Trump’s wine war has the industry bugging out. U.S. importers, industry watchers, and European producers are fretting about the impact of a proposed 100 percent tariff on European goods, including wine, that would go into effect in early 2020. That’s … a hefty tax on your favorite Chardonnay. But what’s it mean for everyone involved? Here’s what you need to know.
Wait, didn’t I just hear about 100 percent tariffs on wine a few weeks ago?
That was only for French wine. On December 2, the Trump administration announced it could — if it pleased — put 100 percent tariffs on Beaujolais and the like in response to France’s tax on American tech companies like Google and Facebook. (Those companies don’t have much physical presence in France.) The tariff was recommended by the Office of the United States Trade Representative, after an investigation into France’s tax.
So this new proposal affects other countries?
Yes. The proposed tariff would affect all European Union nations, which means it could affect all those affordable bottles of funky Croatian wine that you’ve been getting into lately.
Why are they messing with my vino?
It’s the latest punch thrown in a fight between the U.S. government and E.U. over subsidies for Airbus; in October, the World Trade Organization found the E.U. guilty of unfair subsidies.
Right, didn’t they already impose a tariff in response to that?
This tariff is an expansion on the 25 percent tax that the Trump administration imposed back in October. That tariff only affected four countries.
It also wasn’t a big deal for you, Joey Consumer. The cost of the 25 percent tariff has been taken on by importers and producers, but that won’t be the case this time.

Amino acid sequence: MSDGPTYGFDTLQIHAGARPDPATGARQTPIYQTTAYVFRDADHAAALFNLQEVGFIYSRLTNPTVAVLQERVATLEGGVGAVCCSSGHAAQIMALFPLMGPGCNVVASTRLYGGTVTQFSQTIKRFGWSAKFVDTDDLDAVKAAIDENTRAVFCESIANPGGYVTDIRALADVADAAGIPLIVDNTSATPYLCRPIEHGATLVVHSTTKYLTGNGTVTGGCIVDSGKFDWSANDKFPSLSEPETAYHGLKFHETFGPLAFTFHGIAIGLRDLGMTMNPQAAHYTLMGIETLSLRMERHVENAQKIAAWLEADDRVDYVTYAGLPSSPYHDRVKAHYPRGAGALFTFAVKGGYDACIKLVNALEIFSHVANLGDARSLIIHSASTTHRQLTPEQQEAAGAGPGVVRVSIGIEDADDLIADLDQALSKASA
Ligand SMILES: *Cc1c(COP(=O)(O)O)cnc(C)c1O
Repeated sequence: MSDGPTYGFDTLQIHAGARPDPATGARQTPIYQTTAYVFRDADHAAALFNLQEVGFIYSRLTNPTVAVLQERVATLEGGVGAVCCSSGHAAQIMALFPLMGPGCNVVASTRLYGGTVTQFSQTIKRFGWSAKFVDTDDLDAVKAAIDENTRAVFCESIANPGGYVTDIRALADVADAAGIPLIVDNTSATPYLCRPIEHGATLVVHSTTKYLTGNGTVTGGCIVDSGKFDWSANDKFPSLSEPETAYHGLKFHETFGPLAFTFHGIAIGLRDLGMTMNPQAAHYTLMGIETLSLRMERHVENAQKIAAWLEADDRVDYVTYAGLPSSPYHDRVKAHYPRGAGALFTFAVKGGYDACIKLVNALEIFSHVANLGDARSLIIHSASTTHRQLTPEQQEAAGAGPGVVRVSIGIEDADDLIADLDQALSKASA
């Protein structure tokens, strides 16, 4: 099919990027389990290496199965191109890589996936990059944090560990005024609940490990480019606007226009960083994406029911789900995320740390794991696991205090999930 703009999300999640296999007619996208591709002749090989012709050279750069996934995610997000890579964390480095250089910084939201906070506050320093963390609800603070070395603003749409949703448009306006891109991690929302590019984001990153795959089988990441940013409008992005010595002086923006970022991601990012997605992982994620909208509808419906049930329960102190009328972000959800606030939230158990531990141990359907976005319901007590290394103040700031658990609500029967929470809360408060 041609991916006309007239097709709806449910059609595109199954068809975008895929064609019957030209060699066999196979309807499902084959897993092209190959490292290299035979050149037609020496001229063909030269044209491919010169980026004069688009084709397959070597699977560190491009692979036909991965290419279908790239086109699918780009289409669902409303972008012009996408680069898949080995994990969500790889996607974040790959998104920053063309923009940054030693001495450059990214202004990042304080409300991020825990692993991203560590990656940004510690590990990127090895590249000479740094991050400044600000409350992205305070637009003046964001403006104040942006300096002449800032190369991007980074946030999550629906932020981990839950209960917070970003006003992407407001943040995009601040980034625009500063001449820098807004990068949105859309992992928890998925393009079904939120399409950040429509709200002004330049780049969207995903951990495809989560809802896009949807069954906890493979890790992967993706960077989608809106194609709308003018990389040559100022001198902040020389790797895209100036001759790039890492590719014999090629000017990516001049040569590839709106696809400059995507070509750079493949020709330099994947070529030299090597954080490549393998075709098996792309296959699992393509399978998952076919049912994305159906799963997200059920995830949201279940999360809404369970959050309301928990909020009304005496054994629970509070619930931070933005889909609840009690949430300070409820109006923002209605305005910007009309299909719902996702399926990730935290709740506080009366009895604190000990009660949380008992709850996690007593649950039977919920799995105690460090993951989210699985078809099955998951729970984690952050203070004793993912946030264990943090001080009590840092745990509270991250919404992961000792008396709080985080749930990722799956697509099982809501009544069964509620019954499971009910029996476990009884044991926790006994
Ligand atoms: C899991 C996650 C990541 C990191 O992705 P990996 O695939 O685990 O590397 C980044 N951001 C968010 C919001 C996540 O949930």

I don’t like the sound of that.
Neither do people in the industry, who are understandably all doom and gloom. One anonymous wine importer tells Wine Spectator “I’m freaking out,” Renato Ratti’s Pietro Ratti tells the publication the tariff “makes no sense at all,” and Jean-Louis Carbonnier of Château Palmer says that “the price would be so daunting to consumers that they would change their purchasing.” Line importer John Coyle said on the Drinking on the Job podcast that that “small importers will be out of business” as a result.
I don’t want to change my purchasing.
Neither does Grub! We were just about to go all on a case of Friulano.
It also sounds bad for people who work in the industry?
To be clear: yes. Or, as Renzo Cotarella of the Italian wine company Antinori — which has a history dating back centuries — tells Wine Spectator, it “will be really devastating” for European producers. Leading wine writer Jon Bonne doesn’t mince words: In a Twitter thread, he calls the tariff “a serious concern” and “an existential threat to the broader U.S. industry” and those who work in it. He also believes that it will be “devastating” for those who import and sell wine, and urges people to comment directly to the Office of the U.S. Trade Representative.
So, this sucks.
Exactly! One segment of the industry, though, may benefit. Following the news about the French tariff, the Financial Times reported that auctioneers and brokers believe it would be boom times for collectors of fancy wines. Sotheby’s Wine chairman Jamie Ritchie tells the publication that retailers and restaurateurs are “going to look at every avenue” to get pre-tariff wine, while RL Liquid managing partner Everett Love predicted such a 100 percent tariff would cause a “run on Champagne that’s already here.”
That actually makes it sound even worse.